CARS HOMES JOBS

Little pieces come together into work of art

Monday, August 12, 2013
Text Size: A | A

The ballet shoe on the grounds of SPAC by mosaic artist Linda Biggers.
Photographer: Peter R. Barber
The ballet shoe on the grounds of SPAC by mosaic artist Linda Biggers.

— Even though ballet season at the Saratoga Performing Arts Center has ended, a sparkling trophy of the ballet’s history has made its home on the grounds of the venue.

The tiled red and gold ballet shoe designed by mosaic artist Linda Biggers went though a lot of changes in its planning stages. Originally, tiny ballerinas were going to dance across the 5-foot statue, but the detail work on dozens of figures proved to be too large of a feat for a mosaic sculpture.

Biggers took her daughter’s suggestion for her final idea: one large ballerina, jumping out from the dance shoe. Biggers’ daughter dances with the Susan Sanford School of Dance, which is where Biggers found her inspiration.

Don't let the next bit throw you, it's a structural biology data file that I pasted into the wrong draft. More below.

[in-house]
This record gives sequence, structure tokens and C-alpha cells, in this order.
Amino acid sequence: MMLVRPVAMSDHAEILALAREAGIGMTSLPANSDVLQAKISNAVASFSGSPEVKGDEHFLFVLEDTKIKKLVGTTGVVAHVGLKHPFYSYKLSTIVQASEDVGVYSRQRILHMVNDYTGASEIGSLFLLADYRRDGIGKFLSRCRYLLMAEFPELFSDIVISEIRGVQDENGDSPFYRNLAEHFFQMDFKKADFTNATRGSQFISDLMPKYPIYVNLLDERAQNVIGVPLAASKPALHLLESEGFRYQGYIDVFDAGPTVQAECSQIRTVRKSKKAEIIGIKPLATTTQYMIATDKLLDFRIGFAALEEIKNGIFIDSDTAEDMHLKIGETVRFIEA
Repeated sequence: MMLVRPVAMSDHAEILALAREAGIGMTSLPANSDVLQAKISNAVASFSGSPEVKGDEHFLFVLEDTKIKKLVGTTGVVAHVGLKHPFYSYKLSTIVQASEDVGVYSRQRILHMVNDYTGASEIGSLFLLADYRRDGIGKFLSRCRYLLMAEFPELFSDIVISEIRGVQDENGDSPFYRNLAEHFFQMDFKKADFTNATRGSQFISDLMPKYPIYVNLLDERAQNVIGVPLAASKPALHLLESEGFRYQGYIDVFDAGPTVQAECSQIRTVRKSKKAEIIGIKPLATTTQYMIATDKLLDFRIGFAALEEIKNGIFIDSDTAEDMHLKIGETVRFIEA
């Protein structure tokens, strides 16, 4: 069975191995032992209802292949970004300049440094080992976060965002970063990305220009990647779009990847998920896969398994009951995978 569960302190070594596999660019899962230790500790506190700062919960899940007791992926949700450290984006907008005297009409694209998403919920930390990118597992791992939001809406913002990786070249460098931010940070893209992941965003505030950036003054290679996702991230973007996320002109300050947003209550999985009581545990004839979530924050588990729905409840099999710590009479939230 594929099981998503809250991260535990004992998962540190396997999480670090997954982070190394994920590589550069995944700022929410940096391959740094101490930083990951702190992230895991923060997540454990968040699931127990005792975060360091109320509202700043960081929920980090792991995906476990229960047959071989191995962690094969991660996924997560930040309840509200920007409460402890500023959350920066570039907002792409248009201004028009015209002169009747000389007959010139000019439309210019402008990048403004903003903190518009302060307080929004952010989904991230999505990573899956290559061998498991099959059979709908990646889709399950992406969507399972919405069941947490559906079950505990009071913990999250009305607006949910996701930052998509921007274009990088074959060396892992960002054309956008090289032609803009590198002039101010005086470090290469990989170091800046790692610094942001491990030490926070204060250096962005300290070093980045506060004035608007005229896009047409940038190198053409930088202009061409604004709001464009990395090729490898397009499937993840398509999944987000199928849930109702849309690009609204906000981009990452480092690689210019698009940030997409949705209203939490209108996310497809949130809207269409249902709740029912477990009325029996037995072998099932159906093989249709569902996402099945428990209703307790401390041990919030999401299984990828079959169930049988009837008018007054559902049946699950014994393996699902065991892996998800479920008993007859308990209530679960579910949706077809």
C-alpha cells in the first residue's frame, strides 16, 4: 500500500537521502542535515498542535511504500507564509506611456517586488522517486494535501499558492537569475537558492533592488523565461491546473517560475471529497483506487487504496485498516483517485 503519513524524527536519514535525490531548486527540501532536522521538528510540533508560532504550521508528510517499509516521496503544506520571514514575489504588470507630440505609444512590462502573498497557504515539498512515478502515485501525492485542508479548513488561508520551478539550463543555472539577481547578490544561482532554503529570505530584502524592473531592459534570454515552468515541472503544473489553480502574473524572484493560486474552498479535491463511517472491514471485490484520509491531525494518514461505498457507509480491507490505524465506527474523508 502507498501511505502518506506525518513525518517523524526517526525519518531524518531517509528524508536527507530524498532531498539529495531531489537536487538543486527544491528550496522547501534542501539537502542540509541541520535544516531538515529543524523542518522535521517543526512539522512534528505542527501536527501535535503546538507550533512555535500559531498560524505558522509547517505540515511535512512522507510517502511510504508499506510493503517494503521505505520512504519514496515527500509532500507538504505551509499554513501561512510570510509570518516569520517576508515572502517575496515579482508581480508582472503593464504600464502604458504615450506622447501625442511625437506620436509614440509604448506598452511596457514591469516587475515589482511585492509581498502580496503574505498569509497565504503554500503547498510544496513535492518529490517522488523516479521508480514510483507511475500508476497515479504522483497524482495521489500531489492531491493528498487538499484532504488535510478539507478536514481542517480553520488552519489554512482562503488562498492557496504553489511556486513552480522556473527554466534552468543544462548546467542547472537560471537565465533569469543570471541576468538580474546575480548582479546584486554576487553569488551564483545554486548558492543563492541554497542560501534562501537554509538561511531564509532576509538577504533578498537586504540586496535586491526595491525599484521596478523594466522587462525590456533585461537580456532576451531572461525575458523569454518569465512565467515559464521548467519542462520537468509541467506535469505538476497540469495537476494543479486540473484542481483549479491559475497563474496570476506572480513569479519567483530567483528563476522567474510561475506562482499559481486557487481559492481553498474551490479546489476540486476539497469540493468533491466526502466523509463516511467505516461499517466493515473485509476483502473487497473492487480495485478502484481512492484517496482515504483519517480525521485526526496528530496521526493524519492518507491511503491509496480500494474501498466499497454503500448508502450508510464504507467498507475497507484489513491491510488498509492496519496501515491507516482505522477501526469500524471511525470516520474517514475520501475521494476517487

Her sponsors, Michael and Linda Toohey, were looking for a mosaic piece and gave Biggers the creative liberty she desired.

“It’s a kind of project that I love to do. [My sponsors] were pretty much like, ‘You do your thing,’ which was great. They were very happy when they saw it,” Biggers said.

Biggers worked on a Saratoga horse sculpture before, so she feels that this project is another way to get artists and local businesses and sponsors together.

Her shoe is one of two dozen 5-foot-tall ballet slippers on display around Saratoga Springs for the National Museum of Dance’s “Saratoga En Pointe!” project.

“Public art is a really exciting way to promote tourism, the dance museum and the ballet. I hope it brings a lot more interest to the museum and pulls people into Saratoga,” she said.

Her piece wasn’t quick to put together.

“It took a lot of time, and it was a large area to cover with glass, but it was a labor of love. I took a week-long glass marathon just to get the whole thing covered!” she said.

The piece spent three months in the Biggers’ living room, where tile was grouted, dancers were sculpted and glass was shined for premiere night.

“It took a lot more time than I thought it would, with a lot of thought and planning,” she said, “but that’s all par for the course.”

 
Share story: print print email email facebook facebook reddit reddit

comments

August 13, 2013
9:02 p.m.
DakChili says...

Most residents can't stand Michelle Riggi's attempt at being a Marylou Whitney by commissioning these obscene eyesores.

Log-in to post a comment.
 

columnists & blogs


Log into Dailygazette.com

Forgot Password?

Subscribe

Username:
Password: